Summer was once a dead zone on television. In the pre-cable days, when broadcast networks ruled the small screen, the season was a video wasteland filled with “replacement series,” usually short-lived variety shows designed as airtime placeholders until later. until school resumed, everyone went back inside, and regular programming resumed in September.
Some spectacular, mostly forgotten schlocks emerged from those fallow months – “Dean Martin Presents The Golddiggers,” “The Shields and Yarnell Show,” “Tony Orlando and Dawn,” “The Jerry Reed When You’re Hot, You’re Hot Hour” – but nothing remotely considered prestige TV. Even in the 1990s, as the networks began to grasp the potential of summer viewership – with Fox releasing a mini-season special of “Beverly Hills 90210” in July 1992 and ABC releasing “Who Wants to Be a Millionaire” in August 1999 — never the time of year to unveil a lineup with even a modicum of Emmy potential.
One notable exception was NBC’s “Seinfeld,” which debuted July 5, 1989, then aired four more episodes the following summer — and earned just one Emmy nomination, in multicam editing, for that abbreviated season before to become a juggernaut of rankings and rewards.
These days, of course, there’s no TV season – just a year of endless content pumped onto the tube, not just by old-school networks, but by dozens of cable outlets and now a growing number of streamers.
And yet, somehow, the summer still sucks for Emmy-seeking shows.
Thanks to the TV Academy’s odd eligibility window — which begins in June and ends at the end of May — a slew of otherwise-nominate-worthy programs and performances that came out last summer have been all but forgotten. Do you remember “Nine Perfect Strangers”? The Hulu series in which Nicole Kidman stammered with an unrecognizable accent long before Julia Garner made it trendy with “Inventing Anna”?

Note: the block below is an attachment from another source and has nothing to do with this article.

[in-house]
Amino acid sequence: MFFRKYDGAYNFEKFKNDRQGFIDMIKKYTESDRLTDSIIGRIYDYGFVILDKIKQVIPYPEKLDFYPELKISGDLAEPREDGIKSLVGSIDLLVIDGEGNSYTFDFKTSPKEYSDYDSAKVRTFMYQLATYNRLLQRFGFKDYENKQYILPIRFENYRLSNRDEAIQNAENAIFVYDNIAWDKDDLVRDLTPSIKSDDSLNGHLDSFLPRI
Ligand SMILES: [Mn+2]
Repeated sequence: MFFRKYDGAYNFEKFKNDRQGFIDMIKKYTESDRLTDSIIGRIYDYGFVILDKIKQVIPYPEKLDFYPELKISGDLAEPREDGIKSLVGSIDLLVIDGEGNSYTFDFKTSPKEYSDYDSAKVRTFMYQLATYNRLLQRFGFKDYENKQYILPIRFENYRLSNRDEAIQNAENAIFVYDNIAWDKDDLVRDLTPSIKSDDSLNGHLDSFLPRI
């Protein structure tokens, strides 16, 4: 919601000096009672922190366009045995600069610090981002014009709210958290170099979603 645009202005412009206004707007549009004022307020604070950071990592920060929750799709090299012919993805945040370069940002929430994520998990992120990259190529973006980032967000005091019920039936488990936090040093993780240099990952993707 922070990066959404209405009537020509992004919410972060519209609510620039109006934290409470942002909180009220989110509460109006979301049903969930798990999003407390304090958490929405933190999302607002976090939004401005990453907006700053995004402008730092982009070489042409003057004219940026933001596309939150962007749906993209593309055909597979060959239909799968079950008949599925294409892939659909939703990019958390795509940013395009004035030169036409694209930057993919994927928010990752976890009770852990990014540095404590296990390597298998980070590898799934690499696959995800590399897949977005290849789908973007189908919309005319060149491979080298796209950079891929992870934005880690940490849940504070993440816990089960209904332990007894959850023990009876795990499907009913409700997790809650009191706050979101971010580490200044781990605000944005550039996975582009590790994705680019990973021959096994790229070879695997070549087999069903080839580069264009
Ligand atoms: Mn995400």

Or Sandra Oh’s terrific turn in Netflix’s academic parody “The Chair”?
Or FX’s “Reservation Dogs,” the sitcom about four Oklahoma Native teens that has a 98% rating on Rotten Tomatoes?
Sadly, they now seem like news of yesteryear, especially for Emmys tipsters, who aren’t giving a lot of these programs much love right now.
Of course, there are exceptions. “Loki” appears on some shortlists, despite the Marvel spin-off premiering on Disney+ over a year ago. Hulu’s “Only Murders in the Building,” which premiered in August, is a strong contender. And “The White Lotus,” which began airing on HBO last July, still has plenty of heat in the Outstanding Limited Series category, perhaps because the show resurfaced in the news recently when HBO announced a second season (which technically should kick “Lotus” out of the limited series category, if not for the loophole that the new season will have an entirely different cast, but whatever). The announcement of a second season gave Academy voters such a timely reminder of what a work of genius Mike White’s satirical denunciation of contemporary social mores really was, even though it was created in the middle of 2021.
In many ways, the problem that early TV shows struggle with is the same problem that first big-screen outings face during Oscar season – the earlier in the year a movie comes out, the less it is. likely to be remembered for an application. The movie studios’ workaround has been to postpone the premieres of its most Oscar-worthy movies to late in the calendar year, when voters are most likely to pay attention, and there are signs that television might attempt a similar strategy.
Last April and May, just before the Emmy eligibility deadline, a slew of new seasons debuted, including HBO’s ‘Barry’, Netflix’s ‘Stranger Things’ and AMC’s ‘Better Call Saul’ – all serious Emmy contenders. And there’s also been plenty of new late content, like Starz’s “Gaslit,” Hulu’s “Candy,” and Apple TV’s “Slow Horses” and “Shining Girls.”
In other words, if TV follows cinema’s lead, spring could become the new fall as networks and streamers push their fanciest projects to the end of the Emmy eligibility cycle. Of course, that still leaves summer shows at a distinct disadvantage. But there’s some hope: remember, “The Captain and Tennille Special” (an August release) ended up earning an Emmy nomination in 1977, for Outstanding Achievement in Video Tape Editing.